Apple

Moving to iPads will reduce the cost of your electric bill

Scott Lowe compares the electricity usage at the endpoint level between desktops, laptops, and iPads.

We all know that iPads are magical and revolutionary devices — after all, Apple has told us so! Personally, I'm a big fan of the iPad and have somehow managed to talk my wife into letting me upgrade as each new version is released. On my iPads, I've installed tools like LogMeIn Ignition, which I use in conjunction with the LogMeIn service, to control quite a few other systems, including my home desktop, the servers in my lab, and a couple of servers I work on for clients.

This week, let's do a little thought exercise and, for the moment, make the following assumptions:

  • Your company has decided to replace all PCs and laptops with iPads
  • Your company has deployed a VDI environment to support this initiative
  • All hard infrastructure and software costs are exactly equal to what they were when employees had traditional desktops and laptops
  • All licensing issues have been taken care of as well

I realize that these assumptions are a bit out there, but our goal in this article is to compare electricity usage at the endpoint level and nothing else. It's for this reason that we'll make the assumption that all "old" costs equal new costs.

For comparative purposes, we're going to assume that the old desktop/laptop environment consisted of the following types of hardware:

  • 15-inch MacBook Pros (2011)
    • Boot time: 50 watts
    • Typical operation: 12 watts
    • Standby/sleep: 1 watt
    • Source
  • Dell OptiPlex 980 desktops with LCD monitor
    • Boot time: 94 watts
    • Typical operation: 96 watts
    • Standby/sleep: 1 watt
    • Source
  • Dell Latitude XT2 XFR
    • Boot time: 37 watts
    • Typical operational: 30 watts
    • Standby/sleep: 1.5 watts
    • Source
  • iPad
    • Typical operational: 9 watts
    • Standby/sleep: 0.5 watts
    • Multiple sources indicate that the new iPad (2012 model) uses 7 watts of power just for the Retina display, so we'll use 9 watts for calculations

Just from the information in the list, it's really easy to see that the iPads — even the new iPad, which uses more power than its predecessor, will win this battle. Let's do some math at scale to see what this might mean.

Here are some other assumptions we'll make:

  • Cost of electricity. According to WhiteFence, the 2011 national average commercial price for electricity was 10.11 cents per kilowatt hour, so we'll use that figure in our calculations here.
  • Workday. The workday will be 8 hours long all the time. For the other 16 hours, systems will be in standby or sleeping.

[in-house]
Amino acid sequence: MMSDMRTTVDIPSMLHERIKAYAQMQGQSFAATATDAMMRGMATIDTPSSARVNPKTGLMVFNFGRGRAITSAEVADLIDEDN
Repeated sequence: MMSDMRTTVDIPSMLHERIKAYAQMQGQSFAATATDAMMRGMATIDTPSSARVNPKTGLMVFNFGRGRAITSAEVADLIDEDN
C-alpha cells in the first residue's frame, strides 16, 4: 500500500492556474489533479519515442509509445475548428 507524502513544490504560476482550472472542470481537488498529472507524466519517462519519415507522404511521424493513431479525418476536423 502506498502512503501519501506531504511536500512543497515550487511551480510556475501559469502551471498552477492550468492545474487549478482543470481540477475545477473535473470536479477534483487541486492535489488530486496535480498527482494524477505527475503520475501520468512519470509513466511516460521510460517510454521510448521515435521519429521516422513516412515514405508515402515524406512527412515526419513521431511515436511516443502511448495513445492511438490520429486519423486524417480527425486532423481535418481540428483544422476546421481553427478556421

• iPads will always be plugged in at work and always remain at work. Of course, since people are likely to take them home, this actually means that we'll somewhat overestimate electricity costs, but that's okay.

We'll use the following formula to determine the various costs:

(Watts x Hours Used) / 1000 * Cost per kilowatt-hour = Total Cost per day

The two tables below give you a look at our assumptions and a number of calculations, including how much each device costs to operate per day, per month, and per year.

Model

Op Watts

Standby

$/KWh

Op hrs/day

15 inch MacBook Pro (2011)

12

1

0.1011

8

Dell Optiplex 980 desktop/LCD

96

1

0.1011

8

Dell Latitude XT2 XFR

30

1.5

0.1011

8

iPad 3

9

0.5

0.1011

8

Model

$/day/op

$/day/sleep

$/day/total

$/month

$/year

15 inch MacBook Pro (2011)

0.0097

0.0016

0.0113

0.34

4.13

Dell Optiplex 980 desktop/LCD

0.0776

0.0016

0.0793

2.38

28.93

Dell Latitude XT2 XFR

0.0243

0.0024

0.0267

0.80

9.74

iPad 3

0.0073

0.0008

0.0081

0.24

2.95

As you can see, on per-unit basis, a new iPad can save you a whole lot of money when it comes to comparing power costs between it and a traditional desktop with an LCD monitor. It doesn't fare quite as well against laptops, but there are still savings.

Model

1000 units

iPad savings

15 inch MacBook Pro (2011)

4,132.97

1,180.85

Dell Optiplex 980 desktop/LCD

28,930.78

25,978.66

Dell Latitude XT2 XFR

9,742.00

6,789.88

iPad 3

2,952.12

When you look at the desktop savings, that's a good number. Of course, we started by saying that the old and new environment carried exactly equal costs. In most cases, they won't be exactly equal, but potential power savings should be one cost aspect that you consider. It is tough to nail down all of the various assumptions, since things are different from organization to organization, but I highly recommend that you give it a shot!

About

Since 1994, Scott Lowe has been providing technology solutions to a variety of organizations. After spending 10 years in multiple CIO roles, Scott is now an independent consultant, blogger, author, owner of The 1610 Group, and a Senior IT Executive w...

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